The Obama administration has decided that the National Security Agency will soon stop examining - and will ultimately destroy - millions of American calling records it collected under a controversial program leaked by former agency contractor Edward Snowden.
When Congress passed a law in June ending the NSA's bulk collection of American calling records after a six-month transition, officials said they weren't sure whether they would continue to make use of the records that had already been collected, which generally go back five years. Typically, intelligence agencies are extremely reluctant to part with data they consider lawfully obtained. The program began shortly after the September 2001 terrorist attacks, but most of the records are purged every five years.
The NSA's collection of American phone metadata has been deeply controversial ever since Snowden disclosed it to journalists in 2013. President Barack Obama sought, and Congress passed, a law ending the collection and instead allowing the NSA to request the records from phone companies as needed in terrorism investigations.
That still left the question of what to do about the records already in the database. On Monday, the Director of National Intelligence said in a statement those records would no longer be examined in terrorism investigations after Nov. 29, and would be destroyed as soon as possible.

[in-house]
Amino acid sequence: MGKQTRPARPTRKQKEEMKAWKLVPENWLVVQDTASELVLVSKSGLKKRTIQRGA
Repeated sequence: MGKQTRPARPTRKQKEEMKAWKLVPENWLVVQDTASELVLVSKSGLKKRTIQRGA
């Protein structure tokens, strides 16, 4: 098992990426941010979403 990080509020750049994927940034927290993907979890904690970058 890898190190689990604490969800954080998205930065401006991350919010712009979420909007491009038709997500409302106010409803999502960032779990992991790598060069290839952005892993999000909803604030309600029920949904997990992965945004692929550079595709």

The records can't be purged at the moment because the NSA is being sued over them, the statement said.
The NSA queried the database around 300 times a year against phone numbers suspected of being linked to terrorism. But the program was not considered instrumental in detecting terror plots.
It later emerged that some officials inside the NSA wanted to unilaterally stop collecting the records, both because they were concerned about the civil liberties information and because they didn't believe the program was effective. Many mobile phone records, for example, were not collected.
Still, in the event of an attack, the records currently being stored would allow the NSA and the FBI to quickly map connections going back several years. Without the database, that task will be somewhat harder because the records will have to be obtained. And the top terrorism fear among American officials at the moment is an attack by a disgruntled American who has been radicalized by an Islamic State operative abroad.
"There's a potential reduction in capability that they are accepting under pressure," said Steven Aftergood, who writes about intelligence and secrecy for the Federation of American Scientists. "Whatever intelligence and analytical value might reside in this data will be eliminated. It's a political choice that they are making, and it shows that at the end of the day they are a law-abiding organization. They are not putting their intelligence interests above external control."